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New Era Cap has hats to fit four New York City water towers Promotion is part of firm's plan to raise its profile across the state

Two giant inflated baseball caps, on their way to top roof water towers in New York City, made a temporary first public appearance Monday in front of the new headquarters of the New Era Cap Co. in Buffalo.

If New Era's global marketing vice president has his way, 14-foot-high, 16-foot-wide baseball caps will soon top water towers all over New York City -- with fans lobbying for inflated caps of their favorite teams.

"It would be interesting to see if we could spark that kind of rivalry," said John DeWaal. As he stood by the Mets and Yankees caps in front of the former Federal Reserve building on Delaware Avenue, an air pump rattled as cars slowed for a better look.

"It's just part of our plan to build our brand globally," DeWaal said. "The hope is the curiosity factor draws people's attention."

For now, there are plans for four water-tower hats to appear in New York City as an unconventional $500,000 promotion during the baseball season, which opens next month.

Sometime in May, the Derby-based cap company, the official hat maker for Major League Baseball, will open its first boutique store in Greenwich Village.

Before the end of the year, New Era expects to have its administrative team of 200 in its new headquarters in downtown Buffalo.

The efforts are part of New Era's aim to raise its profile in the state. First, the inflated blue Mets cap with orange team initials, will go up Thursday by the 59th Street bridge that leads to Shea stadium, where the Mets play. The second hat, a navy Yankees cap, will go up next week in midtown Manhattan.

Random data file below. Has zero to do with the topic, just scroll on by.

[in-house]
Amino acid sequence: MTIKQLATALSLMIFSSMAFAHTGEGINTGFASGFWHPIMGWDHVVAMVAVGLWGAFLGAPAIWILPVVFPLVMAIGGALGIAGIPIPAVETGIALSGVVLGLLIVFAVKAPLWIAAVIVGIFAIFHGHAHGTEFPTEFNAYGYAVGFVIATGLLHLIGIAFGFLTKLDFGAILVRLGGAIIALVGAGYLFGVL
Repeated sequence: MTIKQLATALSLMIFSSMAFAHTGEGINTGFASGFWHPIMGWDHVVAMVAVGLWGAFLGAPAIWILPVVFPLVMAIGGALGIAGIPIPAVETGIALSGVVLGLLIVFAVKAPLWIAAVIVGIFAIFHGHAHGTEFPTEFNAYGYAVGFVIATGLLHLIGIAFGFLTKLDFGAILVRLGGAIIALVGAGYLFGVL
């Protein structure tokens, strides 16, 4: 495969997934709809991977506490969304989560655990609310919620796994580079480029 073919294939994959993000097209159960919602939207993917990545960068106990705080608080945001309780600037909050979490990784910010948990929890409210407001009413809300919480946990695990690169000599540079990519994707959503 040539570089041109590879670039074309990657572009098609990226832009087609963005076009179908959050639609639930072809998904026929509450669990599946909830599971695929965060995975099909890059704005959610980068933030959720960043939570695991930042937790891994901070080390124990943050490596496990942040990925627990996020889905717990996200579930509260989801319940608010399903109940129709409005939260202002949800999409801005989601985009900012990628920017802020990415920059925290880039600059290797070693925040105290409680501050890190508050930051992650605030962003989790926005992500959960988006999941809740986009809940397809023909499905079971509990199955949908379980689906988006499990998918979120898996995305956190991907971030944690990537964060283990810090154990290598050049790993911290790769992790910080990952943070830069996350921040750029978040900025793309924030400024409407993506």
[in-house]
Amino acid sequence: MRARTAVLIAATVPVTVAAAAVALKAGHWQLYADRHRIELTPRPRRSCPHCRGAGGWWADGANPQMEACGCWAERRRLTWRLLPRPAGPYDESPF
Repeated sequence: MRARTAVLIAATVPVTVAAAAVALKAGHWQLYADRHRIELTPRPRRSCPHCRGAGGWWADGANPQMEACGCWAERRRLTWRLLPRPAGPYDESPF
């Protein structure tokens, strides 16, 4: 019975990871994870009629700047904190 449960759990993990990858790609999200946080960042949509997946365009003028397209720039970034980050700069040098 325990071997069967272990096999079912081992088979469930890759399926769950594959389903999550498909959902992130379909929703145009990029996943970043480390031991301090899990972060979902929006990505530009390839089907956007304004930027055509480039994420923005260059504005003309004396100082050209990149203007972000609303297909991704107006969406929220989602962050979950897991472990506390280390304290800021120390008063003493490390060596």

Another Yankees cap and another Mets cap will be tethered to other New York City water towers in the following weeks.

DeWaal came up with the idea in September while he was scouting for store locations in the Soho section of Manhattan and noticed the rusty and battered wooden tanks on the roof tops. A hat would make them look better, he thought.

"It was a good opportunity to beautify," DeWaal said. "And do some branding."

He made arrangements with a company that oversees the city water towers in a rental agreement that costs $10,000, per tower, per month.

Another company, in Florida, arranged for the hats' manufacture and display. Visionworks is used to setting up giant inflated objects -- from race cars to trucks to a basketball player's trademark goggles. But the water-tower hats, which needed special attention to be sure the curves were true to the brand's real caps, were a first. It took some figuring to settle on an inflatable design, not metal, as the best kind of durable water tower hat.

"This was a very, very creative execution," said Christian Campagnuolo, vice president for Visionworks. Such far-out efforts are one way to get through to people who already have lots of distractions to choose from. "It is incredibly difficult to get someone's attention," Campagnuolo said. "People are constantly being bombarded."

DeWaal is looking forward to finally getting a look at his idea the way he imagined it. First the hats, given an official hat size of "61 1/4 ," will make two more stops, at sporting goods stores in Rochester and Syracuse. Once the caps arrive in Manhattan, they will take a day to tether and an hour to inflate.

"It'll feel great when I see it up on a tank," DeWaal said. "At least I'm hoping it will."

He has noticed a water tower, of the kind he is renting in New York City, by an old factory by the General Mills plant in Buffalo. Will New Era try to cap it with a giant Buffalo Bisons hat?

"We might," DeWaal said. "I don't know. It's an interesting spot."


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